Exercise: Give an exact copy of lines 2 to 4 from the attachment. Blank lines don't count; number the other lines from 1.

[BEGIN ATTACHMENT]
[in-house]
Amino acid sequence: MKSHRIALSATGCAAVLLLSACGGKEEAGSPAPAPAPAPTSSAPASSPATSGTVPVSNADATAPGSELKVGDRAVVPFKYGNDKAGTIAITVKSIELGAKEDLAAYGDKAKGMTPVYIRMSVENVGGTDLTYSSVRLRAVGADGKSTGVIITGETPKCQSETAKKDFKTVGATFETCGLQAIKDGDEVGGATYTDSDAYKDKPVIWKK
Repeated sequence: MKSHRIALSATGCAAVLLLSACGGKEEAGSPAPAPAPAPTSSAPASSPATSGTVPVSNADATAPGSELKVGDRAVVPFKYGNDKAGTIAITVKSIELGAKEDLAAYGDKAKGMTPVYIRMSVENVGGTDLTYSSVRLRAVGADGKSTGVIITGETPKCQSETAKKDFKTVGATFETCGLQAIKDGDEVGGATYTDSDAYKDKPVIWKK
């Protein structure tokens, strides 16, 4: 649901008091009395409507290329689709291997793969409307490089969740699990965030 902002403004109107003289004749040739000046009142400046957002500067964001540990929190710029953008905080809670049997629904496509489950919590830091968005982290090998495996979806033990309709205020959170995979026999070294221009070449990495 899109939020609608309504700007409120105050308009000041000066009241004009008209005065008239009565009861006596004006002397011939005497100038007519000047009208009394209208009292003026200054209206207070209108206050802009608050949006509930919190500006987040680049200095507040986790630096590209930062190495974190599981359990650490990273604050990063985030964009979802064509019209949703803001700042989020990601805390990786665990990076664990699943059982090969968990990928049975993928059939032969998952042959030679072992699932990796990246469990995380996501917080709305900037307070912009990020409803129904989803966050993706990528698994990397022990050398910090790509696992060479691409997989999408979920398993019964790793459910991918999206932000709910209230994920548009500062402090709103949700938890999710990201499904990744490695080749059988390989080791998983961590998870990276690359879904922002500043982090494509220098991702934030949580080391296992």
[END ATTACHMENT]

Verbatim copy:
Amino acid sequence: MKSHRIALSATGCAAVLLLSACGGKEEAGSPAPAPAPAPTSSAPASSPATSGTVPVSNADATAPGSELKVGDRAVVPFKYGNDKAGTIAITVKSIELGAKEDLAAYGDKAKGMTPVYIRMSVENVGGTDLTYSSVRLRAVGADGKSTGVIITGETPKCQSETAKKDFKTVGATFETCGLQAIKDGDEVGGATYTDSDAYKDKPVIWKK
Repeated sequence: MKSHRIALSATGCAAVLLLSACGGKEEAGSPAPAPAPAPTSSAPASSPATSGTVPVSNADATAPGSELKVGDRAVVPFKYGNDKAGTIAITVKSIELGAKEDLAAYGDKAKGMTPVYIRMSVENVGGTDLTYSSVRLRAVGADGKSTGVIITGETPKCQSETAKKDFKTVGATFETCGLQAIKDGDEVGGATYTDSDAYKDKPVIWKK
């Protein structure tokens, strides 16, 4: 649901008091009395409507290329689709291997793969409307490089969740699990965030 902002403004109107003289004749040739000046009142400046957002500067964001540990929190710029953008905080809670049997629904496509489950919590830091968005982290090998495996979806033990309709205020959170995979026999070294221009070449990495 899109939020609608309504700007409120105050308009000041000066009241004009008209005065008239009565009861006596004006002397011939005497100038007519000047009208009394209208009292003026200054209206207070209108206050802009608050949006509930919190500006987040680049200095507040986790630096590209930062190495974190599981359990650490990273604050990063985030964009979802064509019209949703803001700042989020990601805390990786665990990076664990699943059982090969968990990928049975993928059939032969998952042959030679072992699932990796990246469990995380996501917080709305900037307070912009990020409803129904989803966050993706990528698994990397022990050398910090790509696992060479691409997989999408979920398993019964790793459910991918999206932000709910209230994920548009500062402090709103949700938890999710990201499904990744490695080749059988390989080791998983961590998870990276690359879904922002500043982090494509220098991702934030949580080391296992």